Pumpkin Caramel Kringle

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My first encounter with kringler, the filled Danish pastry, occurred decades ago courtesy of an annual snail-mail catalog specializing in Christmas goodies that was headquartered in Wisconsin. (Racine is renown as the kringle capital of Wisconsin and kringler are the official state pastry.) In the year 2 B.C. (Before Covid), I wrote about Holtermann’s Bakery on Staten Island – they offered a rendition which, in my opinion, tasted as close to homemade as you can get from a store-bought baked good – and subsequently posted a face-off between theirs and a version from Trader Joe’s.

TJ’s product comes to us from the O&H Danish Bakery in Racine, Wisconsin, a family business that’s been making kringler and sharing hygge since 1949, so their Danish culinary bona fides are well established; their website touts over 20 tempting flavors.

When I posted the challenge, a friend tipped me off that TJ’s offered a seasonal pumpkin variety and I promised myself I’d track one down. And now, two years later, it’s “pumpkin spice szn” again and I finally made good on that promise. (In fairness, TJ’s is pumpkin caramel and not pumpkin spice.)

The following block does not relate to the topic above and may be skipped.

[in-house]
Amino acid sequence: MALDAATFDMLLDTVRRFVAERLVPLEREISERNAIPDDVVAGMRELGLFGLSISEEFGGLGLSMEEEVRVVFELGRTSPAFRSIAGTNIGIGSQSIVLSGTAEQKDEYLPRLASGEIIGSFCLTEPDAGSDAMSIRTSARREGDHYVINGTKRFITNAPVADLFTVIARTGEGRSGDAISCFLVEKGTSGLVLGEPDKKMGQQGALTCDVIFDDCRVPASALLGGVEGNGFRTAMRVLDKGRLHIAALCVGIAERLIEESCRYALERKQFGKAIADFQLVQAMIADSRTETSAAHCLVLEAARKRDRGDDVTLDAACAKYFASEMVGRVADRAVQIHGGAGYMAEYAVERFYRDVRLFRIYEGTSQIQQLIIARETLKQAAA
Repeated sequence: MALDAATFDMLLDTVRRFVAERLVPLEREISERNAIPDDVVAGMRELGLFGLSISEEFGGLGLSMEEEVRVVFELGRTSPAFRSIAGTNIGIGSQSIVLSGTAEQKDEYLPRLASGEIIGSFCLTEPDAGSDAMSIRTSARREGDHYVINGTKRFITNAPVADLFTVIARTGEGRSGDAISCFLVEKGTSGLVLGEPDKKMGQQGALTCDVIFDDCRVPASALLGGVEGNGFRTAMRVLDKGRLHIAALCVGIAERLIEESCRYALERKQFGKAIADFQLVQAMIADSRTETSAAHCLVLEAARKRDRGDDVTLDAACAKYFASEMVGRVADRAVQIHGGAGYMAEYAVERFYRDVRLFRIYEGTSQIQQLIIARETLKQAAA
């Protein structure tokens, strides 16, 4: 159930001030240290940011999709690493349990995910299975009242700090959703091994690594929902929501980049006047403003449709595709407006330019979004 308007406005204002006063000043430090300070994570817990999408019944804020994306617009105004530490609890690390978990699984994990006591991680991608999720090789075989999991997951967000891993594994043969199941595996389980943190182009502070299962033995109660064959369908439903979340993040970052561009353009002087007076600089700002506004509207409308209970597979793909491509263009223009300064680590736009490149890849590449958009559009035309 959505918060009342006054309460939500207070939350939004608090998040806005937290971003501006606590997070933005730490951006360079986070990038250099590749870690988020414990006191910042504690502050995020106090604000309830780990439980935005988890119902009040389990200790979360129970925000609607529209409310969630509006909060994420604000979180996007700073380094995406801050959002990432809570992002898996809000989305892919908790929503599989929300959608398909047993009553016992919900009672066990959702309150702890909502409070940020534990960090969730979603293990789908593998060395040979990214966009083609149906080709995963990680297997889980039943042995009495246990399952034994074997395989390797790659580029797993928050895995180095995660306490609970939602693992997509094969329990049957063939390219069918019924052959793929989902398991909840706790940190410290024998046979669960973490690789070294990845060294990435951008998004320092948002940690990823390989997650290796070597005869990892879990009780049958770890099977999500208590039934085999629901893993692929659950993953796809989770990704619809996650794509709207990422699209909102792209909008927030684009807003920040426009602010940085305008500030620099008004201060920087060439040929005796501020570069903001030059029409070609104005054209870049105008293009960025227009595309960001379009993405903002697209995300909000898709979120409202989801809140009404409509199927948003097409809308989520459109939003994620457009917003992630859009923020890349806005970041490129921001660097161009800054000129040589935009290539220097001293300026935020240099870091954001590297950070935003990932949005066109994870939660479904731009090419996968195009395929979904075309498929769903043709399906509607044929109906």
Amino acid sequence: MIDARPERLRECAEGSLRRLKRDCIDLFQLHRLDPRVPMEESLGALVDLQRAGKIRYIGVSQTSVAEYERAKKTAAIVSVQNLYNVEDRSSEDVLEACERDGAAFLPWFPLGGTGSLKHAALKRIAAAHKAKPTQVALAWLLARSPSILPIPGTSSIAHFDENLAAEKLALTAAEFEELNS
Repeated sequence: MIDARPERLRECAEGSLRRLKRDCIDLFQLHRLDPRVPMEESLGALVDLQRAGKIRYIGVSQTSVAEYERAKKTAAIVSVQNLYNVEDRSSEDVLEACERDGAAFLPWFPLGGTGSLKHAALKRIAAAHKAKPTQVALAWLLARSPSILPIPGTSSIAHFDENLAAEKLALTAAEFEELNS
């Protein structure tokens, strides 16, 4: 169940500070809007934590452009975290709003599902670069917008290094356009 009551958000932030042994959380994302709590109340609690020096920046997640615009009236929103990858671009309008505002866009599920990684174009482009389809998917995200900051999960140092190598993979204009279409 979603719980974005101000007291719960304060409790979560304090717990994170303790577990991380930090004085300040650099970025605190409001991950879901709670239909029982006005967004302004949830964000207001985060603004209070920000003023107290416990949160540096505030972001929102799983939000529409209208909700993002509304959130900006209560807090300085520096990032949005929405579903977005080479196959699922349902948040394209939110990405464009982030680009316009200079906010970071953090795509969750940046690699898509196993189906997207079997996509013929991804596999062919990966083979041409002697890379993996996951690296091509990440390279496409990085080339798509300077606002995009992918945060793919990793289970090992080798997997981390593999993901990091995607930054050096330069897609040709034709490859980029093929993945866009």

As Danish go, it was pretty good – sweet, dense, and doughy – but I’d be hard pressed to identify it as pumpkin caramel (or pumpkin anything) even after tasting the subtle filling by itself, devoid of pastry or icing. Maybe if it were a multiple choice option – but even then the choices might have to be sufficiently disparate like a) pumpkin, b) chocolate, or c) fish to guarantee landing on the right answer using the process of elimination.

But don’t get me wrong: I’m not carping. Alongside a cup of hot cocoa, it made a righteous breakfast that was a hygge harbinger of seasonal calories to come!


Complete and uncut, with a quarter for size comparison.
 
 

One thought on “Pumpkin Caramel Kringle

  1. Rich, have you ever tried Leske’s Bakery (7612 Fifth Avenue, Brooklyn)? I have not but I used to buy Scandinavian rye bread there, many years ago.

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